Update 10/9/14: We've found our Ello poster. You can learn more about him here.
Ello, a relatively new social media network and the latest to promise a sanctified, commercial-free space to brag and/or moan about your life, has only been around for four months. While the explicit promise of Ello is that it will be free of advertising, plenty of brands have already stampeded onto the site.
Including (ahem), The Atlantic.
As of twelve days ago, The Atlantic has been sharing stories on the new platform. The only problem with all this is that we're not sure who is running our Ello account. While our Facebook and Twitter accounts are safely in the hands of editors, The Atlantic's Ello is currently being run by parties unknown.
Not that we're upset about it! Whoever is running the account is doing a bang-up job. They're using great art, the copy in the Ello posts is clean and engaging, and there's a good mix of stories showing the range of what we do here every day.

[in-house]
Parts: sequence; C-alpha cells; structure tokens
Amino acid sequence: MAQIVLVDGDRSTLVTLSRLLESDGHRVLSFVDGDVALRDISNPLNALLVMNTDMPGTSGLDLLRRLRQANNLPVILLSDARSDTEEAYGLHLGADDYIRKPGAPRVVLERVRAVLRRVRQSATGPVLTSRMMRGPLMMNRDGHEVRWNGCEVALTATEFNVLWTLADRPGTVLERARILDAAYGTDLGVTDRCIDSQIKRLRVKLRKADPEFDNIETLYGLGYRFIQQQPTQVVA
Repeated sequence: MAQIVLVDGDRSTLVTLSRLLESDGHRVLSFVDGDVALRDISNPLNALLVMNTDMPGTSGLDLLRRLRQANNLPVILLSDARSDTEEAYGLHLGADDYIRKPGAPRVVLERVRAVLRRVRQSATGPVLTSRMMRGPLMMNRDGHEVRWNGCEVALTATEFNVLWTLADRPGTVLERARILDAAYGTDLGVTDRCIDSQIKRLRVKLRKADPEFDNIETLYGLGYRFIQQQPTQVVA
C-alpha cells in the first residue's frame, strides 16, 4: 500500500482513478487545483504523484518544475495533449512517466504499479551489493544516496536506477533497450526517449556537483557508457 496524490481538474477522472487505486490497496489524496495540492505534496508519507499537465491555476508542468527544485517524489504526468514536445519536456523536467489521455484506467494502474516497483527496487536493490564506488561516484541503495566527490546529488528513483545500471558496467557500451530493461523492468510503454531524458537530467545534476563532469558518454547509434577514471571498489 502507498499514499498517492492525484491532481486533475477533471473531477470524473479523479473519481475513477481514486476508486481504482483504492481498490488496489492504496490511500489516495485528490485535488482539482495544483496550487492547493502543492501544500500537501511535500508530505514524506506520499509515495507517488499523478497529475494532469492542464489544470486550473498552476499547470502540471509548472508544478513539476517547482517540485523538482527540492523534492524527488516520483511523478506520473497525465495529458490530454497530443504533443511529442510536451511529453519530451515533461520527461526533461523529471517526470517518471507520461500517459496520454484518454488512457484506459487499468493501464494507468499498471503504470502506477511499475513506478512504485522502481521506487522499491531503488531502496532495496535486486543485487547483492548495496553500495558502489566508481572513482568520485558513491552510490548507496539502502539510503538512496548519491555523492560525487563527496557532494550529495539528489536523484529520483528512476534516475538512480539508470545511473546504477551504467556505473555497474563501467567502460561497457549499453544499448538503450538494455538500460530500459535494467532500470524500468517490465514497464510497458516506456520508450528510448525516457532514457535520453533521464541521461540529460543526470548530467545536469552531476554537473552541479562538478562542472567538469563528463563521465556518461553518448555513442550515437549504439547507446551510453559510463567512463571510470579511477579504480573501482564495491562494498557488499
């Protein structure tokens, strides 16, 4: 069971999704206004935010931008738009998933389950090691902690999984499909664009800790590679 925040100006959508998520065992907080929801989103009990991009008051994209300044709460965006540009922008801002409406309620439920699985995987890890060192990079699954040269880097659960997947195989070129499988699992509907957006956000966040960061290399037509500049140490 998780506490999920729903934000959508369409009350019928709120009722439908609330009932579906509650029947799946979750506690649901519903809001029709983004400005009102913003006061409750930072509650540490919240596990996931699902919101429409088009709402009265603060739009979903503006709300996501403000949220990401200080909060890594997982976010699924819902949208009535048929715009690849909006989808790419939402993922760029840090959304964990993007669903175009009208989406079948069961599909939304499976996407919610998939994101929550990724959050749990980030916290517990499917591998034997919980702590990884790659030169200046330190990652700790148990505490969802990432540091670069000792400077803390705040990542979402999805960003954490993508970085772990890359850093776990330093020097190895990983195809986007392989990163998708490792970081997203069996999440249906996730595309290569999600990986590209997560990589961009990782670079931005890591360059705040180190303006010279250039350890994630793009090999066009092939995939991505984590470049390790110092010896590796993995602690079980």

While we attempt to sort out who exactly is doing free work for us (there are rumors, as yet unconfirmed, that it's Kevin in accounting—we'll report more when we know more), it's a good reminder of a couple of unalterable laws about social media networks.
Firstly, brands—whether they be media organizations like us or more commerce-focused like Sonos—will always stampede towards the Next New Network. Most companies (including ours) now pay people to focus entirely on social media, whether in-house or through a variety of third-party firms. The dirty secret of social media work, though, is that it often doesn't take up a lot of time, the metrics (pageviews, sales conversions, newsletter sign-ups, et cetera) are squishy, and many social media managers are under the gun to prove to execs that they are worth whatever the organization is paying them. One of the easiest ways to prove your worth is getting your organization on a shiny new platform. Attract or buy a few thousand followers and you have a lovely graph to show off to the bosses. (If you go from zero followers to one, you've literally increased your brand reach by infinity percent. Great job!)